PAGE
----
More Texan men than women have it, and, while non-Hispanic blacks and Hispanics are only a little more likely to be afflicted with the condition than whites, their death rates due to the disease are more than double than that of their white counterparts. In fact, diabetes is the sixth leading cause of death in Texas, and it's believed the condition is actually underreported on death certificates as both a cause and a condition.

What is, perhaps, even more concerning is that recent studies in Dallas, Houston, and Austin reveal that certain risk factors for the disease, such as obesity, are increasing among children. One in every 400 to 600 children in Texas have type-1 diabetes, a much more serious, autoimmune disorder than its more prevalent counterpart, type-2.

Type-1 diabetes is a condition in which the body essentially attacks its own immune system, destroying insulin-producing cells and requiring patients to administer multiple insulin shots a day, or a pump.

Type-2, on the other hand, is often caused by a combination of poor diet, lack of exercise, and genetic characteristics. Data needed to monitor diabetes trends by type in youth is not yet available, but if incidences of those with risk factors, like obesity, keep increasing, cases of type-2 (if not also type-1) are also expected to rise.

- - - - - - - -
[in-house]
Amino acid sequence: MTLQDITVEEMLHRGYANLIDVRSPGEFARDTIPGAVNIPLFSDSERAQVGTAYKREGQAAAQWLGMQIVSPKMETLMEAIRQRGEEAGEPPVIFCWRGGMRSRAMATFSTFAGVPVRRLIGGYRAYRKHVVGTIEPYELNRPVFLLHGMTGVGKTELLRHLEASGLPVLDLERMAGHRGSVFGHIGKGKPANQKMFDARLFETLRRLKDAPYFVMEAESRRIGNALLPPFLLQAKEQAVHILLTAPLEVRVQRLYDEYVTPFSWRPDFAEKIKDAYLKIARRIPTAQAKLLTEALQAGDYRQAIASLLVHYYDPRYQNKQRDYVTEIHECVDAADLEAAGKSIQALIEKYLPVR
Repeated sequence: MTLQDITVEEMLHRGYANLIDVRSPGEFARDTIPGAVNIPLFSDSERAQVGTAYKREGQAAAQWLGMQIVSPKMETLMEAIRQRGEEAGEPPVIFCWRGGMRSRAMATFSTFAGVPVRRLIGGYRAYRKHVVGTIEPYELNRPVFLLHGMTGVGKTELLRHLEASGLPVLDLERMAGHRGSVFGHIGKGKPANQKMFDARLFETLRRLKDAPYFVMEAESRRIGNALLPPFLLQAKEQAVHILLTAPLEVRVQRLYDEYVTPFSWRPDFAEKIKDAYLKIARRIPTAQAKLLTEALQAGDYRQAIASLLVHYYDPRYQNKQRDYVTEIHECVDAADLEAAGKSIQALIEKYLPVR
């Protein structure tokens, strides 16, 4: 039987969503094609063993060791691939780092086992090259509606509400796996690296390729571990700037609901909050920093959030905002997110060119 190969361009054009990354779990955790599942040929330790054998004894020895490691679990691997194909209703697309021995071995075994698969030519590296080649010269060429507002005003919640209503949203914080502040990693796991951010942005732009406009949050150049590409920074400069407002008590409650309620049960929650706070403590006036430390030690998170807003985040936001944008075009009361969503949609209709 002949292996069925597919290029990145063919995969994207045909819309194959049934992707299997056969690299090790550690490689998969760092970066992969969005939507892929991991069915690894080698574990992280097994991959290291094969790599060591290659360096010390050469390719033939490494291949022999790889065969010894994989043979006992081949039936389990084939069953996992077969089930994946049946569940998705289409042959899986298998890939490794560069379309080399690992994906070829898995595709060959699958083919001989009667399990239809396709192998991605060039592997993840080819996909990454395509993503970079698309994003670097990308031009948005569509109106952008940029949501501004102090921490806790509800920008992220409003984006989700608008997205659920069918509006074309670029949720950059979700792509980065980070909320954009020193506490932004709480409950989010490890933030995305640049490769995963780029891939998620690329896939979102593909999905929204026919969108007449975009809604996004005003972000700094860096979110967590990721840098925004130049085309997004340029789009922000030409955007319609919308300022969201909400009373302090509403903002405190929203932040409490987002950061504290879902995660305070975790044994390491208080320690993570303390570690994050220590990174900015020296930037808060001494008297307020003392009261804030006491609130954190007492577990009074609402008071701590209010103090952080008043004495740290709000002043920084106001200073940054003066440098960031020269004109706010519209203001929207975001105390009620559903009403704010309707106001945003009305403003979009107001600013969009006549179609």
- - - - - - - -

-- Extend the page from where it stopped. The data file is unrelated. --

Many in Texas also lack health insurance, a factor recent reports by the Commonwealth Fund reveal to contribute to less access to quality care. Twenty-five percent of the Texas population is currently without health coverage -- the worst rate in the nation -- and, unless something is done, that number is not expected to improve. High premium costs of most health insurance companies and the debate over the State Children's Health Insurance Program in Congress add to the strain. Without proper diagnosis and care, diabetes can easily lead to other, sometimes fatal conditions. Any activity a diabetic can do on one's own that decreases the chances of complications is worth it.

"Imagine an inexpensive pill that could decrease the hemoglobin A1c value by one percentage point, reduce cardio death by twenty-five percent, and substantially improve the functional capacity [strength, endurance and bone density]" wrote Dr. William Kraus of Duke Medical School and Dr. Benjamin Levine of the University of Texas Southwestern Medical Center. They continued by saying all able-bodied diabetics should be prescribed exercise regimens.

Imagine that: something we can all actually do for ourselves -- no doctor's visits, no prescriptions, no therapy appointments, time out of the work day, or exorbitant amounts of cash out of our pockets. Just a matter of getting up off of our couches. Well, well, well.
About the Author
Pat Carpenter writes for Precedent Insurance Company. Precedent puts a new spin on health insurance. Learn more at Precedent.com